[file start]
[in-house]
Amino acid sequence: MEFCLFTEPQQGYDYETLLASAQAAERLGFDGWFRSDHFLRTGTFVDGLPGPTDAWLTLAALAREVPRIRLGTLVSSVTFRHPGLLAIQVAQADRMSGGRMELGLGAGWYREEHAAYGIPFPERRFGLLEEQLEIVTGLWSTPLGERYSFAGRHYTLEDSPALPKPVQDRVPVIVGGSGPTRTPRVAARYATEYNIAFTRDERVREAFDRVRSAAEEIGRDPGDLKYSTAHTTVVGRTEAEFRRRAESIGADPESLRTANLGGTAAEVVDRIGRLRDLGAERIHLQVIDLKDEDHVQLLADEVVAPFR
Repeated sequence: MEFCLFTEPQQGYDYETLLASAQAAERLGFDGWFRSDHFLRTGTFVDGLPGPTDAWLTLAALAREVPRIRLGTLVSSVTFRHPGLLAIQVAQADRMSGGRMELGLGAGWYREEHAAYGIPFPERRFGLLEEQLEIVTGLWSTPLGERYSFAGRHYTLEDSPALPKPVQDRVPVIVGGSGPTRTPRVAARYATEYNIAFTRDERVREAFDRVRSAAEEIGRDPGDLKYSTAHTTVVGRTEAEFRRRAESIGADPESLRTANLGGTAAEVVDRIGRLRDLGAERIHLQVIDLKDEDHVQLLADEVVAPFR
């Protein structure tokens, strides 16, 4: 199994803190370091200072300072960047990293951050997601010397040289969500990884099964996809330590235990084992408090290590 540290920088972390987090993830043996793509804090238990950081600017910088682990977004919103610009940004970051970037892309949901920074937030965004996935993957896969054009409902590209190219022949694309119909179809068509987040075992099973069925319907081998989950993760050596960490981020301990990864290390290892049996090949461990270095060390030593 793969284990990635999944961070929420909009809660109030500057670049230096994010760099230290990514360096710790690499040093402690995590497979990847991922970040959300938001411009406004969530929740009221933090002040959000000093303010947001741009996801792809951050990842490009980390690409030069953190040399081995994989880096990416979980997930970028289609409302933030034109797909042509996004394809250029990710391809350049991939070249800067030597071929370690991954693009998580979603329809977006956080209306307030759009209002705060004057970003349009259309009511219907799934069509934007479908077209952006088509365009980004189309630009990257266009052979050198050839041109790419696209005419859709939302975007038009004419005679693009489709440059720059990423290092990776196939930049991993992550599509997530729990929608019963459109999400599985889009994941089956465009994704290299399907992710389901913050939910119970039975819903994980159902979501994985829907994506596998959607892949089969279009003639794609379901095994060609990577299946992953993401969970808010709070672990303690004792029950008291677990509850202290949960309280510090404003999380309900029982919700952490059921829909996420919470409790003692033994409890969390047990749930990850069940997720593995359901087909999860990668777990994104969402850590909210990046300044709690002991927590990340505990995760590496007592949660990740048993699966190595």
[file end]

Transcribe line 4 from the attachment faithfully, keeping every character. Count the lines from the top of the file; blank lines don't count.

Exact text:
């Protein structure tokens, strides 16, 4: 199994803190370091200072300072960047990293951050997601010397040289969500990884099964996809330590235990084992408090290590 540290920088972390987090993830043996793509804090238990950081600017910088682990977004919103610009940004970051970037892309949901920074937030965004996935993957896969054009409902590209190219022949694309119909179809068509987040075992099973069925319907081998989950993760050596960490981020301990990864290390290892049996090949461990270095060390030593 793969284990990635999944961070929420909009809660109030500057670049230096994010760099230290990514360096710790690499040093402690995590497979990847991922970040959300938001411009406004969530929740009221933090002040959000000093303010947001741009996801792809951050990842490009980390690409030069953190040399081995994989880096990416979980997930970028289609409302933030034109797909042509996004394809250029990710391809350049991939070249800067030597071929370690991954693009998580979603329809977006956080209306307030759009209002705060004057970003349009259309009511219907799934069509934007479908077209952006088509365009980004189309630009990257266009052979050198050839041109790419696209005419859709939302975007038009004419005679693009489709440059720059990423290092990776196939930049991993992550599509997530729990929608019963459109999400599985889009994941089956465009994704290299399907992710389901913050939910119970039975819903994980159902979501994985829907994506596998959607892949089969279009003639794609379901095994060609990577299946992953993401969970808010709070672990303690004792029950008291677990509850202290949960309280510090404003999380309900029982919700952490059921829909996420919470409790003692033994409890969390047990749930990850069940997720593995359901087909999860990668777990994104969402850590909210990046300044709690002991927590990340505990995760590496007592949660990740048993699966190595």